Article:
Rebecca Patt, SVP Development at Wray Executive Search, chats with James Parks, CEO of Garbanzo Mediterranean Fresh
James Parks is boldly leading the Denver-based company forward with a brand and menu makeover and championing healthy kids’ meals.
What are some initiatives you are championing at the company since you took the helm in December 2015?
I always like to say that business is as easy as P.I.E. But in this case, PIE is an acronym that stands for People, Innovation, and Execution. All the key initiatives I have championed at Garbanzo have come out of this rubric. A really big one was the shift in how the brand expresses itself – in its trade dress/décor, it’s marketing and even its products. Before my time, the brand had been primarily “tongue-in-cheek” and “plastic-ey.” Nothing about the look, feel or brand expression communicated the quality of the food or the effort that went into producing it. We were missing the “love” and the pride that comes with it.
With that in mind, we removed all preservatives from our food and introduced a new prototype last fall in St. Louis, MO. The new look and feel allows guests to enjoy their meal in a more sophisticated environment that better showcases the quality of our food and all (the love) that goes into making it. It lets our guests know that we take making their meal seriously.
The Mediterranean fast-casual segment is on the rise with concepts like yours, Zoe’s Kitchen, Cava, and many small emerging players (check out Baba Nahm when you are in Asheville, NC). What excites you about the segment, and what distinguishes Garbanzo from the others?
What really excites me is also one of the same things that set us apart – We want the world to taste how delicious nutritious can be and feel brighter on the inside. Fueling Americans and our nation’s kids with food that is the perfect balance of delicious AND nutritious. I’m incredibly proud of the meals we serve to every guest, but maybe even more proud of the offerings we have for kids. As a father of four, I take what I serve my kids very seriously. I’d be happy to serve my children meals from our restaurant every day. We have removed all preservatives and any unnecessary ingredients so you can be sure that a meal from Garbanzo is one you know is clean, delicious and good for you.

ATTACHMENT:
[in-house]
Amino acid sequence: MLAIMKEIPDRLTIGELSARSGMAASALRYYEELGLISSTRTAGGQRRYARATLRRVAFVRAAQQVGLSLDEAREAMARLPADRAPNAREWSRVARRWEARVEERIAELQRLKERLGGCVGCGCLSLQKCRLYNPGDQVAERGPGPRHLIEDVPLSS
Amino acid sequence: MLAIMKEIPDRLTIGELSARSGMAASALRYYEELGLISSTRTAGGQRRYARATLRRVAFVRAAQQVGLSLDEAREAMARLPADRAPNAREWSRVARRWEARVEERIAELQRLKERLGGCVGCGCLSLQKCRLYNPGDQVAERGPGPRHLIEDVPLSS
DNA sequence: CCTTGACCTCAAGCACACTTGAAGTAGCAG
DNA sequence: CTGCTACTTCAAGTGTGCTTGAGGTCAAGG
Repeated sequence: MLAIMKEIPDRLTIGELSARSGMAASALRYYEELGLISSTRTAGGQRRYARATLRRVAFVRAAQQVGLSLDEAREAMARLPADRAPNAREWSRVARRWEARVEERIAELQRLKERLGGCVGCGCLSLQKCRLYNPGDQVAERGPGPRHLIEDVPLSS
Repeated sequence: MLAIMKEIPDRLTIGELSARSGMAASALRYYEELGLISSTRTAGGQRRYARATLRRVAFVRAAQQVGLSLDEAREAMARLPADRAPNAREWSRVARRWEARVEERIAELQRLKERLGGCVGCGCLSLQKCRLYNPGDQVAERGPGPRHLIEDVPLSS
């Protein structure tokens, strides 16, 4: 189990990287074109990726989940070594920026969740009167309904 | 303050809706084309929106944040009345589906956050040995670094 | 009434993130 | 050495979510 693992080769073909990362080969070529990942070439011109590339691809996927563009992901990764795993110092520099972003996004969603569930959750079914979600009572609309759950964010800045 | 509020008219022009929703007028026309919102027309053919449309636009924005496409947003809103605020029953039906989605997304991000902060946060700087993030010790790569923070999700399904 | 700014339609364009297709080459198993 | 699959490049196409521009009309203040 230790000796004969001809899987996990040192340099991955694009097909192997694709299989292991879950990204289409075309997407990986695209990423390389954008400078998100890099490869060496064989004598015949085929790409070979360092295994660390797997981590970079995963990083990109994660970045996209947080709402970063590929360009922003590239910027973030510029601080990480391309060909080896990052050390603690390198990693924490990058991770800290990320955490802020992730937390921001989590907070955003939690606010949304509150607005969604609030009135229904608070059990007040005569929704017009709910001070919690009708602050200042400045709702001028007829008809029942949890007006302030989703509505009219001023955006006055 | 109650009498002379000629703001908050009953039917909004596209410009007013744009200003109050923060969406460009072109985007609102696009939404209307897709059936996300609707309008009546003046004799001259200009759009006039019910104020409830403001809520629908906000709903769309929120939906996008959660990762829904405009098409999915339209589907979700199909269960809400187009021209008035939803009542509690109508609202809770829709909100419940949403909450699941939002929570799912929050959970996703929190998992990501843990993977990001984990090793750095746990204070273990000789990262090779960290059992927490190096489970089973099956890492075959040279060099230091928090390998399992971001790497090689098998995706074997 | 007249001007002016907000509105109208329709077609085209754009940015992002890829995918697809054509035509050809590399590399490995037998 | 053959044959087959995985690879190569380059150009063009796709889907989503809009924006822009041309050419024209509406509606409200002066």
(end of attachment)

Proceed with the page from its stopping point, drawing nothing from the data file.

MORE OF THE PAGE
Last fall, you accepted the challenge from Panera Bread founder Ron Shaich issued to fast food leaders to eat your restaurants’ kids’ meals for a week. You upped the ante and ate the kids’ meals for 30 days straight, and you also donated $1 for every kids’ meal sold at Garbanzo to the Children’s Hospital Colorado. What was this like for you and what were the results?
It was actually easy. I often choose to eat off our kid’s menu when I’m not that hungry, so eating it for 30 days sounded awesome. While we’re not in the business of telling people what we think they should eat or drink, we do want to provide real options and real transparency. We agreed with Ron that too many restaurant brands offer ‘nutritionally empty’ meals to their youngest customers — and to their adult guests too, for that matter. The results were a substantial donation to a pivotal organization advancing children’s health issues and a wake-up call to an industry often entrusted to feeding our youth.
What is your company’s culture like, and what do you look for when recruiting people for your team?
Here at Garbanzo culture is central to all we do. We believe that simple tastes better and honesty is the best policy. We are purpose driven and mission led by our core values that we call P.I.T.A:
PRIDE: We Are Passionate About Our Business and Our Food
INTEGRITY: We Act with Integrity and Show Respect
TEAMWORK: Teamwork Makes the Dream Work
ACCOUNTABILITY: We Are All Accountable
P.I.T.A. acts as the company’s compass – directing everything from our hiring practices and product development to our people development and our relationships with guests. The proof of our foundation is found in our everyday practices our people and our place.
Read any good books lately? Candid answer here please — include guilty pleasures.
Stumbling on Happiness by Dr. Daniel Gilbert
Grinding It Out by Ray Kroc
The Loyal Customer: A Lesson from a Cab Driver by Shep Hyken
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